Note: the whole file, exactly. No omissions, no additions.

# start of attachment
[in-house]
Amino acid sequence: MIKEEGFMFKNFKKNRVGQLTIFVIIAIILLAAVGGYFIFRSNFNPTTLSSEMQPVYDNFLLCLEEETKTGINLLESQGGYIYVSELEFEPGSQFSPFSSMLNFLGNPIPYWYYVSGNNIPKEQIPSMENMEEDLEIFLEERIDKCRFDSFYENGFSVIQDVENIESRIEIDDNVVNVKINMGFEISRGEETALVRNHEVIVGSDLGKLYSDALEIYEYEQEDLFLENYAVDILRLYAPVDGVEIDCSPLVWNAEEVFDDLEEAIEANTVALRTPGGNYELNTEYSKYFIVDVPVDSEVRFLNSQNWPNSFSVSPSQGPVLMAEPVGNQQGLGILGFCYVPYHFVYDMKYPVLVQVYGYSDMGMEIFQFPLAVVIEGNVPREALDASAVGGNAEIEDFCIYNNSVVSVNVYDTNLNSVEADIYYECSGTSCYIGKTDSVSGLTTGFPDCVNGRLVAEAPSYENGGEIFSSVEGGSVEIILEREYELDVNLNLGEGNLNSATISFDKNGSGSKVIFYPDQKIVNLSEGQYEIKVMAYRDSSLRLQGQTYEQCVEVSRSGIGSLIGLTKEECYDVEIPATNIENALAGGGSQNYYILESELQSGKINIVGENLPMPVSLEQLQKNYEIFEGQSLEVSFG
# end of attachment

[in-house]
Amino acid sequence: MIKEEGFMFKNFKKNRVGQLTIFVIIAIILLAAVGGYFIFRSNFNPTTLSSEMQPVYDNFLLCLEEETKTGINLLESQGGYIYVSELEFEPGSQFSPFSSMLNFLGNPIPYWYYVSGNNIPKEQIPSMENMEEDLEIFLEERIDKCRFDSFYENGFSVIQDVENIESRIEIDDNVVNVKINMGFEISRGEETALVRNHEVIVGSDLGKLYSDALEIYEYEQEDLFLENYAVDILRLYAPVDGVEIDCSPLVWNAEEVFDDLEEAIEANTVALRTPGGNYELNTEYSKYFIVDVPVDSEVRFLNSQNWPNSFSVSPSQGPVLMAEPVGNQQGLGILGFCYVPYHFVYDMKYPVLVQVYGYSDMGMEIFQFPLAVVIEGNVPREALDASAVGGNAEIEDFCIYNNSVVSVNVYDTNLNSVEADIYYECSGTSCYIGKTDSVSGLTTGFPDCVNGRLVAEAPSYENGGEIFSSVEGGSVEIILEREYELDVNLNLGEGNLNSATISFDKNGSGSKVIFYPDQKIVNLSEGQYEIKVMAYRDSSLRLQGQTYEQCVEVSRSGIGSLIGLTKEECYDVEIPATNIENALAGGGSQNYYILESELQSGKINIVGENLPMPVSLEQLQKNYEIFEGQSLEVSFG